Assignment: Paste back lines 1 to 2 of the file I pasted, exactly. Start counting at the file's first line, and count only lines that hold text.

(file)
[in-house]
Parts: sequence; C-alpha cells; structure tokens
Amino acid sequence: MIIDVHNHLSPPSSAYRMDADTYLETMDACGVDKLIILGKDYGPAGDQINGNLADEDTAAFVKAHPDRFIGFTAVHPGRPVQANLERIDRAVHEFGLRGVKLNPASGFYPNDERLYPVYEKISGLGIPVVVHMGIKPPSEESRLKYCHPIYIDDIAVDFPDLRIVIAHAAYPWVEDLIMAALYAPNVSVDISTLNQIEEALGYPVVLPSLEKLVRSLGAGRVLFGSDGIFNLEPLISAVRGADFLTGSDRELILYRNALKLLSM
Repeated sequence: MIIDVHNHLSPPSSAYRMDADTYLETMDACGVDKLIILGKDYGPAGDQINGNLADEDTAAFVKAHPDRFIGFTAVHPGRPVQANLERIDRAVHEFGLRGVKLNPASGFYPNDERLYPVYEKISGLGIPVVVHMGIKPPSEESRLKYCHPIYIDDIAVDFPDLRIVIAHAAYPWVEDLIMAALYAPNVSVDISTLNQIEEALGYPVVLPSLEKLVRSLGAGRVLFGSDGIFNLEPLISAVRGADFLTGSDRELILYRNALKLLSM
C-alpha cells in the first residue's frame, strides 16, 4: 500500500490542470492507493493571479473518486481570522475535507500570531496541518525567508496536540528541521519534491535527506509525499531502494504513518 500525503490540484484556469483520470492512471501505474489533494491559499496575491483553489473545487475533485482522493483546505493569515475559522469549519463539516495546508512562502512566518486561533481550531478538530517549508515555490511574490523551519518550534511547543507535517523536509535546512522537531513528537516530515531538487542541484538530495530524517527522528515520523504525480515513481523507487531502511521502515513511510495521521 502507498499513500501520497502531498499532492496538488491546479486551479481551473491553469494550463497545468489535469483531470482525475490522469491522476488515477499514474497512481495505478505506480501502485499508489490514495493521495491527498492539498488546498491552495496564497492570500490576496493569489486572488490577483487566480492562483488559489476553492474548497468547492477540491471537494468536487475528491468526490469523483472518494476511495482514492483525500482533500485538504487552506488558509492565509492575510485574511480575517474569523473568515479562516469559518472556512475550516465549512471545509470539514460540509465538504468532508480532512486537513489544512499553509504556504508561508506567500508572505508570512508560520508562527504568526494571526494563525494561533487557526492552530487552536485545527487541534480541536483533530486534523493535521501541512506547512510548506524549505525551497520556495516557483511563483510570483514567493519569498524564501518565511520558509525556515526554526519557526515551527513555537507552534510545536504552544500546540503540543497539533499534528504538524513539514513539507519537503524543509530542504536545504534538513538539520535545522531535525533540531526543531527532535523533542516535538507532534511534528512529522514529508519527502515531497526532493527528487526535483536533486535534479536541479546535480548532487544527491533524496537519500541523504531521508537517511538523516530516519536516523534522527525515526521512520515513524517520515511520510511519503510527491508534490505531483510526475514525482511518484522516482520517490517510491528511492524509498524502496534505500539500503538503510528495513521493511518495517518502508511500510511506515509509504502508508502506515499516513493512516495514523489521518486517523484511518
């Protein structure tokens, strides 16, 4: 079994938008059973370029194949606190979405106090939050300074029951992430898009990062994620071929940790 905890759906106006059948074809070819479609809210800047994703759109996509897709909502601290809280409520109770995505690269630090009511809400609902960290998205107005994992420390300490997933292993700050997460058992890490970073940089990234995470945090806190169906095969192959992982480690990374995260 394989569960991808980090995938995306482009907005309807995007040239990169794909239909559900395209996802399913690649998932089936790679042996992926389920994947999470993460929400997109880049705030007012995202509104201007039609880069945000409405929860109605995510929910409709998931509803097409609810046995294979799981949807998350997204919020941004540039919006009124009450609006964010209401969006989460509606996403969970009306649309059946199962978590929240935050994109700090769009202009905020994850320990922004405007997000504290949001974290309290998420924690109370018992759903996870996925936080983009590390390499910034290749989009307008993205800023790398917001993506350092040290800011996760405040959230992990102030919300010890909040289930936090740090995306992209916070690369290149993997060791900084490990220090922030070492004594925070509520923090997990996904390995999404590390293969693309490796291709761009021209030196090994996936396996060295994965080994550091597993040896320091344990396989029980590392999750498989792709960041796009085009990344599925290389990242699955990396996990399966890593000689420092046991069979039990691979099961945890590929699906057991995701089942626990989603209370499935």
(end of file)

[in-house]
Parts: sequence; C-alpha cells; structure tokens